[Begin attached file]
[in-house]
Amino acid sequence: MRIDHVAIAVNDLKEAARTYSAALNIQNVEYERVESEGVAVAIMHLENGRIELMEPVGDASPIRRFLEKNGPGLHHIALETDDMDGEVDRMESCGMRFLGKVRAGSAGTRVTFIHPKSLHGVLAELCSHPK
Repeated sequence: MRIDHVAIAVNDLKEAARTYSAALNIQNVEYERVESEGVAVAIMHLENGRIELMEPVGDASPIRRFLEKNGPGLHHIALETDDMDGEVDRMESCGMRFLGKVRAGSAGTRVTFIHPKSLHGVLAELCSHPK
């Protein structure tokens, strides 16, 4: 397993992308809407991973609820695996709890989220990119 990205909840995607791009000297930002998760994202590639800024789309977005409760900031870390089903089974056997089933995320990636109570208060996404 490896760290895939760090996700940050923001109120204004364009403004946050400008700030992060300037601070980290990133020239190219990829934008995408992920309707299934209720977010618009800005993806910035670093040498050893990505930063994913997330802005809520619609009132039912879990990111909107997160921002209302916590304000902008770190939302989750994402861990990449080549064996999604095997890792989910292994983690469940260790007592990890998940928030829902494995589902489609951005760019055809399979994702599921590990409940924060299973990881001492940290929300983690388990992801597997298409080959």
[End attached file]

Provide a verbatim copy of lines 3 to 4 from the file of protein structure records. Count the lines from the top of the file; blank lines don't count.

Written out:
Repeated sequence: MRIDHVAIAVNDLKEAARTYSAALNIQNVEYERVESEGVAVAIMHLENGRIELMEPVGDASPIRRFLEKNGPGLHHIALETDDMDGEVDRMESCGMRFLGKVRAGSAGTRVTFIHPKSLHGVLAELCSHPK
């Protein structure tokens, strides 16, 4: 397993992308809407991973609820695996709890989220990119 990205909840995607791009000297930002998760994202590639800024789309977005409760900031870390089903089974056997089933995320990636109570208060996404 490896760290895939760090996700940050923001109120204004364009403004946050400008700030992060300037601070980290990133020239190219990829934008995408992920309707299934209720977010618009800005993806910035670093040498050893990505930063994913997330802005809520619609009132039912879990990111909107997160921002209302916590304000902008770190939302989750994402861990990449080549064996999604095997890792989910292994983690469940260790007592990890998940928030829902494995589902489609951005760019055809399979994702599921590990409940924060299973990881001492940290929300983690388990992801597997298409080959």